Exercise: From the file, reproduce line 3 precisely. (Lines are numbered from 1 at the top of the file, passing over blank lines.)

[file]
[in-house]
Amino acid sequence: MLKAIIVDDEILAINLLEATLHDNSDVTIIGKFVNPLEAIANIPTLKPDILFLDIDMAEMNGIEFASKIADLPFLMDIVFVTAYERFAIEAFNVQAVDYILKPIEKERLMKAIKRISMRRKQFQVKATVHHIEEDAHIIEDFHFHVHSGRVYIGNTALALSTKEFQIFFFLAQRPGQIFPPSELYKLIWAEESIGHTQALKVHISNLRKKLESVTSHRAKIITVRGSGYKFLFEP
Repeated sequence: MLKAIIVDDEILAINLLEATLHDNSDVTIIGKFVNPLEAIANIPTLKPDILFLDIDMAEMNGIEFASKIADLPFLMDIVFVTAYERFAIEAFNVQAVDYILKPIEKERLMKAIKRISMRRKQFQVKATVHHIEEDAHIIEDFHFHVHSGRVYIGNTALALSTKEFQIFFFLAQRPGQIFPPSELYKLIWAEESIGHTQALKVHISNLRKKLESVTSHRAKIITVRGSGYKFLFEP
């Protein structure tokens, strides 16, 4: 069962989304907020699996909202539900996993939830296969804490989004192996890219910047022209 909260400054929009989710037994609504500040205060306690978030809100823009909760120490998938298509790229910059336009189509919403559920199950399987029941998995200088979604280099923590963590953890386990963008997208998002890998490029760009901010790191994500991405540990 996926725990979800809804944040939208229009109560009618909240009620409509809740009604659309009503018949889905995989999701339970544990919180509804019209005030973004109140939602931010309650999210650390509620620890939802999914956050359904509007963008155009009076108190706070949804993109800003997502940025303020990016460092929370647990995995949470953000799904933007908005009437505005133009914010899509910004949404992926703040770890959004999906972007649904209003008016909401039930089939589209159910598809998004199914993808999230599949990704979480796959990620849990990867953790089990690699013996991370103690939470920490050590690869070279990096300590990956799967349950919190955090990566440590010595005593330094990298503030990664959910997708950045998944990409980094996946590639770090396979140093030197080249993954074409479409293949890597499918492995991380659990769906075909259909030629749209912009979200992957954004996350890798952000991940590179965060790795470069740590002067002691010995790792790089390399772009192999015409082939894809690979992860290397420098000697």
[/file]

Repeated sequence: MLKAIIVDDEILAINLLEATLHDNSDVTIIGKFVNPLEAIANIPTLKPDILFLDIDMAEMNGIEFASKIADLPFLMDIVFVTAYERFAIEAFNVQAVDYILKPIEKERLMKAIKRISMRRKQFQVKATVHHIEEDAHIIEDFHFHVHSGRVYIGNTALALSTKEFQIFFFLAQRPGQIFPPSELYKLIWAEESIGHTQALKVHISNLRKKLESVTSHRAKIITVRGSGYKFLFEP